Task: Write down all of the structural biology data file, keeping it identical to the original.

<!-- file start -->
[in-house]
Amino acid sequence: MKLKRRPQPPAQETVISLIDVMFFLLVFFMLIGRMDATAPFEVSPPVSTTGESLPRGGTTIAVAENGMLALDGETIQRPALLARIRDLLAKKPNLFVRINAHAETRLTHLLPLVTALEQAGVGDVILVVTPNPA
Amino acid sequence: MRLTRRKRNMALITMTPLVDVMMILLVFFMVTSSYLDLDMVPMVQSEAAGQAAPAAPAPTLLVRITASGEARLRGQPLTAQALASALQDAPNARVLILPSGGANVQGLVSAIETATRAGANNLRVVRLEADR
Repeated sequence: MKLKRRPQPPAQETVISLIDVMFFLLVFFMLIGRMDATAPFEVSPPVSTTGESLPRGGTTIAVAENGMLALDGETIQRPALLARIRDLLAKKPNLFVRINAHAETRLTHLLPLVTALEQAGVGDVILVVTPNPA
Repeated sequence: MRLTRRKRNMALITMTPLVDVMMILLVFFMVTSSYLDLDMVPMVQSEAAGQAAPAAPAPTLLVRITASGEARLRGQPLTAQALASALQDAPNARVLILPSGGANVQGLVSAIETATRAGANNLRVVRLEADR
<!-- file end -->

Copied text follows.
[in-house]
Amino acid sequence: MKLKRRPQPPAQETVISLIDVMFFLLVFFMLIGRMDATAPFEVSPPVSTTGESLPRGGTTIAVAENGMLALDGETIQRPALLARIRDLLAKKPNLFVRINAHAETRLTHLLPLVTALEQAGVGDVILVVTPNPA
Amino acid sequence: MRLTRRKRNMALITMTPLVDVMMILLVFFMVTSSYLDLDMVPMVQSEAAGQAAPAAPAPTLLVRITASGEARLRGQPLTAQALASALQDAPNARVLILPSGGANVQGLVSAIETATRAGANNLRVVRLEADR
Repeated sequence: MKLKRRPQPPAQETVISLIDVMFFLLVFFMLIGRMDATAPFEVSPPVSTTGESLPRGGTTIAVAENGMLALDGETIQRPALLARIRDLLAKKPNLFVRINAHAETRLTHLLPLVTALEQAGVGDVILVVTPNPA
Repeated sequence: MRLTRRKRNMALITMTPLVDVMMILLVFFMVTSSYLDLDMVPMVQSEAAGQAAPAAPAPTLLVRITASGEARLRGQPLTAQALASALQDAPNARVLILPSGGANVQGLVSAIETATRAGANNLRVVRLEADR